The Common Application, with all its members, is the best source for information on how many students are applying to college right now. And it released on Thursday its first information on the totals for fall 2023.
As of Nov. 1, 727,047 distinct first-year applicants had applied to 841 returning member colleges of the Common App, an increase of 26 percent from 2019–20 (the last year when data were not affected by the pandemic). Total application volume rose 41 percent from 2019–20 (2,030,120) to 2022–23 (2,764,654). The Common App has more than 841 members, but for purposes of the study, only those 841 members that had been members since 2019–20 were counted.
Underrepresented minority (URM) applicants increased by 32 percent over 2019–20, while first-generation applicants increased by 43 percent, more than twice the rate of continuing-generation applicants over the same period. Students reporting eligibility for a Common App fee waiver for low-income students increased at nearly three times the rate of students not reporting fee-waiver eligibility (54 percent versus 16 percent).
All those statistics represent good news for academe, but the Common App does not suggest jumping for joy.
Wealthy students tend to apply to colleges earlier than other students. About 61 percent of domestic applicants at this point in the admissions season resided in the most affluent quintile of ZIP codes nationwide, compared to just 5 percent from the bottom quintile. For the past two years, similar numbers have led the enrollment situation in which colleges find themselves: competitive admissions colleges (public and private) have had great admissions cycles. And for the others, the picture has been mixed. For community colleges, the situation has been poor. And of course competitive colleges have more money to start with, so they are not in danger of cuts because of disappointing enrollment figures.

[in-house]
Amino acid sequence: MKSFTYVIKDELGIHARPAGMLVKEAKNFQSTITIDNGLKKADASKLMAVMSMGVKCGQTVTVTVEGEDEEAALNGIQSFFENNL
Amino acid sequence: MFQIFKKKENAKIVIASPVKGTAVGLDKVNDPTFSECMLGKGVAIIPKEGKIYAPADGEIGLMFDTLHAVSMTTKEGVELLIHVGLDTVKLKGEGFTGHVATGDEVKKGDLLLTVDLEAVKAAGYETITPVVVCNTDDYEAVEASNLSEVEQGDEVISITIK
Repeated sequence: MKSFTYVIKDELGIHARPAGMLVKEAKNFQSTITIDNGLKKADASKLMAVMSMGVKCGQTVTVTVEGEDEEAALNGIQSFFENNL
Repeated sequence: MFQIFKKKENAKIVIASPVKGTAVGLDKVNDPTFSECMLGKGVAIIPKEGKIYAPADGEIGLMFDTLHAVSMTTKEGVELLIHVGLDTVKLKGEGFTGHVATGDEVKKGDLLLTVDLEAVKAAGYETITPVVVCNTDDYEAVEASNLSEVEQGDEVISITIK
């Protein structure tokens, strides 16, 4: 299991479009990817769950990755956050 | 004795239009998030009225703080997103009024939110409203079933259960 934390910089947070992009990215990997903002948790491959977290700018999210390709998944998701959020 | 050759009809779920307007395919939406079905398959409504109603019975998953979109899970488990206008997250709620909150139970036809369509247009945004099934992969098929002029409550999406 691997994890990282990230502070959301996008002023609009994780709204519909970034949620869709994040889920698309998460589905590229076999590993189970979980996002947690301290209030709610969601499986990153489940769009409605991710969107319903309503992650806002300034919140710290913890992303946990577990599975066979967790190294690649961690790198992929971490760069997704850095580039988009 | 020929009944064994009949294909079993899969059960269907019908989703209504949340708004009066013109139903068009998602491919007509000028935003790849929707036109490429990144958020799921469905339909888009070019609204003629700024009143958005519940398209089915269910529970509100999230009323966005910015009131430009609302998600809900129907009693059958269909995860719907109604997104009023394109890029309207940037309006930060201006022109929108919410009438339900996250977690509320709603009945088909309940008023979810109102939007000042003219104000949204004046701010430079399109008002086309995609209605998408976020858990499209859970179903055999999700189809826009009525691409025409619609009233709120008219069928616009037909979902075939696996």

First, a word on the timing of the study. This is the first of many studies that the Common App will release this year. It includes some early-decision or early-action applications, but they are not separated out from people applying for regular admission.
There are notable increases so far in international applicants. Their rate of increase since 2019–20 (63 percent) more than tripled that of domestic applicants (20 percent). The top five home countries by applicant volume were China, India, Nigeria, Ghana and Canada.
Another key issue in admissions this year is standardized testing. Only 4 percent of Common App members require the SAT or the ACT for admission, said Preston Magouirk, senior manager of research and analytics at the Common App.
In 2019–20, before the pandemic led most colleges to go test optional, 78 percent of applicants in this early period submitted test scores. The next year, with many people unable to take the SAT or ACT, the percentage fell to 45 percent. In 2021–22, with the tests more widely available, the figure boosted to 51 percent. But in this study, only 48 percent of applicants submitted test scores.
Magouirk said the “really compelling question” raised by the data will be whether future months’ data show similar growth, but from all income levels. Common App is working to broaden its reach into more high schools, and that should help, but at this point in the year, it’s too early to say by how much. Colleges should be reaching out to potential students now, he said.